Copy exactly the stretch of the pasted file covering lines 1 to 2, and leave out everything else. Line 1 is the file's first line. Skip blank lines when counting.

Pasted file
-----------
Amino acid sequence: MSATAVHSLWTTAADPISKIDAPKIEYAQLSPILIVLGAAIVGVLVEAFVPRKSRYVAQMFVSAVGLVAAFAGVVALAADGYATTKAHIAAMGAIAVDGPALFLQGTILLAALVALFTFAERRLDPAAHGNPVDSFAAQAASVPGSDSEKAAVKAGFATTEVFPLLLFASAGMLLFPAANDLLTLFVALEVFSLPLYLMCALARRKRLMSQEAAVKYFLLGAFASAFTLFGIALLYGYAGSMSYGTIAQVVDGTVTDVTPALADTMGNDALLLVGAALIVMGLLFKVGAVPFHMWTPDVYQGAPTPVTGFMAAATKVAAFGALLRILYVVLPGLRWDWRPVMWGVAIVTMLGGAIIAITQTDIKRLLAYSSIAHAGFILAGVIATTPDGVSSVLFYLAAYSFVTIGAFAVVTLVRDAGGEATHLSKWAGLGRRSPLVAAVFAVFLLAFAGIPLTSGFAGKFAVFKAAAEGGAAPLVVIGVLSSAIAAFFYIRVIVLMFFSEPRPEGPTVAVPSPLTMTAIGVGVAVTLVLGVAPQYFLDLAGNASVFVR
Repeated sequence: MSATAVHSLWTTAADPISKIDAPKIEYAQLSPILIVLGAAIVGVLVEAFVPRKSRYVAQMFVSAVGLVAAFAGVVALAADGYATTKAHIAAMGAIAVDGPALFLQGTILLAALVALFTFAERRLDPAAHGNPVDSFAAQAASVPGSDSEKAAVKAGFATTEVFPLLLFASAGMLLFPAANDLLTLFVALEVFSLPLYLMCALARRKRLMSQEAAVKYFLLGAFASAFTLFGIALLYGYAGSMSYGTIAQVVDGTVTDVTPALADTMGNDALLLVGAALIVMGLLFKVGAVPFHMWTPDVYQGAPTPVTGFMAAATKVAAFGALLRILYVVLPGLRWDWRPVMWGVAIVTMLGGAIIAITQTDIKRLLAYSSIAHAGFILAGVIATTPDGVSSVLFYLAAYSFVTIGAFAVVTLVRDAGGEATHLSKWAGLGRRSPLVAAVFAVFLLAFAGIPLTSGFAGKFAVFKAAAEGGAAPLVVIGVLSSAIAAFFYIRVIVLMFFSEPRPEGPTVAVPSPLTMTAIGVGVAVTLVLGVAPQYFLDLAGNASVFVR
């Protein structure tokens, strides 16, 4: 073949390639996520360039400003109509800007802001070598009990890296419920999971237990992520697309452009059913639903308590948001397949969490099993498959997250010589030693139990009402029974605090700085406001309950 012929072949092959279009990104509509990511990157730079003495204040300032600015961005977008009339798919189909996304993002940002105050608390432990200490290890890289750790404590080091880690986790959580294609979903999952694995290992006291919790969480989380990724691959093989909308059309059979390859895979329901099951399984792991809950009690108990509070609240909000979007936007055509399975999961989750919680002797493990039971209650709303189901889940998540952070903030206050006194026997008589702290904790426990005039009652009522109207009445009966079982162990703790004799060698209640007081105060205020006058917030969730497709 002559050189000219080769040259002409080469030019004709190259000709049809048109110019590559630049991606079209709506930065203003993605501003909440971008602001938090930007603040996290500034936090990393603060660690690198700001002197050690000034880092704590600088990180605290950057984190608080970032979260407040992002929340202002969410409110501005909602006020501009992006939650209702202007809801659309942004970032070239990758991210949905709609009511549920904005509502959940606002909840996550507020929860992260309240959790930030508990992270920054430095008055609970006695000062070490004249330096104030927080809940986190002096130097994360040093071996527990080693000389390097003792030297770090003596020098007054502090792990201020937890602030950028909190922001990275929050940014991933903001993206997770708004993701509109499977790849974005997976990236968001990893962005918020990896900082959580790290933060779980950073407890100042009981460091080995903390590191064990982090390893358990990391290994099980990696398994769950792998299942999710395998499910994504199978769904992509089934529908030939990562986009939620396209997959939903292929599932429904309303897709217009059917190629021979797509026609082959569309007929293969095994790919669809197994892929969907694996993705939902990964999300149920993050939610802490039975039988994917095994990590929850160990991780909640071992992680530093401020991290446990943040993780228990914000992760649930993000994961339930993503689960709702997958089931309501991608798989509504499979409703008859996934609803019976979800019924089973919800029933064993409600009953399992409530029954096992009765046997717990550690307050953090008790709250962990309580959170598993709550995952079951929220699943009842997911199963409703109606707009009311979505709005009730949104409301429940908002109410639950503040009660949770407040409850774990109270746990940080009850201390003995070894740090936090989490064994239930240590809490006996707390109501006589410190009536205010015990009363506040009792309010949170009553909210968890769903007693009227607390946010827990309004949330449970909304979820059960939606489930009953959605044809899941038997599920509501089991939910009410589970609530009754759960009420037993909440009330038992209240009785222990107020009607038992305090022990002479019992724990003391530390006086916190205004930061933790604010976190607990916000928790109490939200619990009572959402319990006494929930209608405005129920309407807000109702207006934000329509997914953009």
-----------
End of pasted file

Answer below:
Amino acid sequence: MSATAVHSLWTTAADPISKIDAPKIEYAQLSPILIVLGAAIVGVLVEAFVPRKSRYVAQMFVSAVGLVAAFAGVVALAADGYATTKAHIAAMGAIAVDGPALFLQGTILLAALVALFTFAERRLDPAAHGNPVDSFAAQAASVPGSDSEKAAVKAGFATTEVFPLLLFASAGMLLFPAANDLLTLFVALEVFSLPLYLMCALARRKRLMSQEAAVKYFLLGAFASAFTLFGIALLYGYAGSMSYGTIAQVVDGTVTDVTPALADTMGNDALLLVGAALIVMGLLFKVGAVPFHMWTPDVYQGAPTPVTGFMAAATKVAAFGALLRILYVVLPGLRWDWRPVMWGVAIVTMLGGAIIAITQTDIKRLLAYSSIAHAGFILAGVIATTPDGVSSVLFYLAAYSFVTIGAFAVVTLVRDAGGEATHLSKWAGLGRRSPLVAAVFAVFLLAFAGIPLTSGFAGKFAVFKAAAEGGAAPLVVIGVLSSAIAAFFYIRVIVLMFFSEPRPEGPTVAVPSPLTMTAIGVGVAVTLVLGVAPQYFLDLAGNASVFVR
Repeated sequence: MSATAVHSLWTTAADPISKIDAPKIEYAQLSPILIVLGAAIVGVLVEAFVPRKSRYVAQMFVSAVGLVAAFAGVVALAADGYATTKAHIAAMGAIAVDGPALFLQGTILLAALVALFTFAERRLDPAAHGNPVDSFAAQAASVPGSDSEKAAVKAGFATTEVFPLLLFASAGMLLFPAANDLLTLFVALEVFSLPLYLMCALARRKRLMSQEAAVKYFLLGAFASAFTLFGIALLYGYAGSMSYGTIAQVVDGTVTDVTPALADTMGNDALLLVGAALIVMGLLFKVGAVPFHMWTPDVYQGAPTPVTGFMAAATKVAAFGALLRILYVVLPGLRWDWRPVMWGVAIVTMLGGAIIAITQTDIKRLLAYSSIAHAGFILAGVIATTPDGVSSVLFYLAAYSFVTIGAFAVVTLVRDAGGEATHLSKWAGLGRRSPLVAAVFAVFLLAFAGIPLTSGFAGKFAVFKAAAEGGAAPLVVIGVLSSAIAAFFYIRVIVLMFFSEPRPEGPTVAVPSPLTMTAIGVGVAVTLVLGVAPQYFLDLAGNASVFVR